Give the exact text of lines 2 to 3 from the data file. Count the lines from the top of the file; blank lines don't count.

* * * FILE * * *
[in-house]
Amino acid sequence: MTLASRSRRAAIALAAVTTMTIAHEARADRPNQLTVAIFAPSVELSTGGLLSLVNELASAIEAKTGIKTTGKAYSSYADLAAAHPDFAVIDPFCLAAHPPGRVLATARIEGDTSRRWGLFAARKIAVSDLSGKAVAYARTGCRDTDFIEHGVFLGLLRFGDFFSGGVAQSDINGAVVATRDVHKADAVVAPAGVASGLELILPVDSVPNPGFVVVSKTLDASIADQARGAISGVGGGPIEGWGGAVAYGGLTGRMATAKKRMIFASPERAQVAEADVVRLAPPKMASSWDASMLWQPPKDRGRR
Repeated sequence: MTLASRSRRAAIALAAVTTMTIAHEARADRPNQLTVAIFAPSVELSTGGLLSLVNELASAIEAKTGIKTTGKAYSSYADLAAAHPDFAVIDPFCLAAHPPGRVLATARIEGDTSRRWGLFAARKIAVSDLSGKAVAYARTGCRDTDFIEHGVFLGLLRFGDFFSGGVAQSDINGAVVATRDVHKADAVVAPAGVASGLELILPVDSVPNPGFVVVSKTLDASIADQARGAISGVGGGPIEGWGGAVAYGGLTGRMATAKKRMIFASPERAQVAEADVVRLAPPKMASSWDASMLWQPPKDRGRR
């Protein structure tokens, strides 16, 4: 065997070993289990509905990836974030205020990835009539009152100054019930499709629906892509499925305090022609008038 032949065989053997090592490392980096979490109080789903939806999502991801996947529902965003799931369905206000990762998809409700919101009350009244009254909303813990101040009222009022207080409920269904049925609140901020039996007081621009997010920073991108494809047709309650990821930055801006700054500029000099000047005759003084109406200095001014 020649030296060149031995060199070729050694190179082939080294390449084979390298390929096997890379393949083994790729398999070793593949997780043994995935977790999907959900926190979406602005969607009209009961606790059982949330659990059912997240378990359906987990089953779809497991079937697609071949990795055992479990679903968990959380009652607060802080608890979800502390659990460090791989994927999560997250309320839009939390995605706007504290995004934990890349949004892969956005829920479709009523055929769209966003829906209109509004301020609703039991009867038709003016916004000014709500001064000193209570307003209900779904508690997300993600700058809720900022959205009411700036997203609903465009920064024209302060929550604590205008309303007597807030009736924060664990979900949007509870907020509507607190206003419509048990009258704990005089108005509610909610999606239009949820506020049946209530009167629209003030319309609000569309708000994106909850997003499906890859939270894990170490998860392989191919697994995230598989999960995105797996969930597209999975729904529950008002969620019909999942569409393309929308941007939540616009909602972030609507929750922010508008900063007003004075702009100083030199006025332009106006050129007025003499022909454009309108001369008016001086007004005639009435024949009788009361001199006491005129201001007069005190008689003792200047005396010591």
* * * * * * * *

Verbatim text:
Amino acid sequence: MTLASRSRRAAIALAAVTTMTIAHEARADRPNQLTVAIFAPSVELSTGGLLSLVNELASAIEAKTGIKTTGKAYSSYADLAAAHPDFAVIDPFCLAAHPPGRVLATARIEGDTSRRWGLFAARKIAVSDLSGKAVAYARTGCRDTDFIEHGVFLGLLRFGDFFSGGVAQSDINGAVVATRDVHKADAVVAPAGVASGLELILPVDSVPNPGFVVVSKTLDASIADQARGAISGVGGGPIEGWGGAVAYGGLTGRMATAKKRMIFASPERAQVAEADVVRLAPPKMASSWDASMLWQPPKDRGRR
Repeated sequence: MTLASRSRRAAIALAAVTTMTIAHEARADRPNQLTVAIFAPSVELSTGGLLSLVNELASAIEAKTGIKTTGKAYSSYADLAAAHPDFAVIDPFCLAAHPPGRVLATARIEGDTSRRWGLFAARKIAVSDLSGKAVAYARTGCRDTDFIEHGVFLGLLRFGDFFSGGVAQSDINGAVVATRDVHKADAVVAPAGVASGLELILPVDSVPNPGFVVVSKTLDASIADQARGAISGVGGGPIEGWGGAVAYGGLTGRMATAKKRMIFASPERAQVAEADVVRLAPPKMASSWDASMLWQPPKDRGRR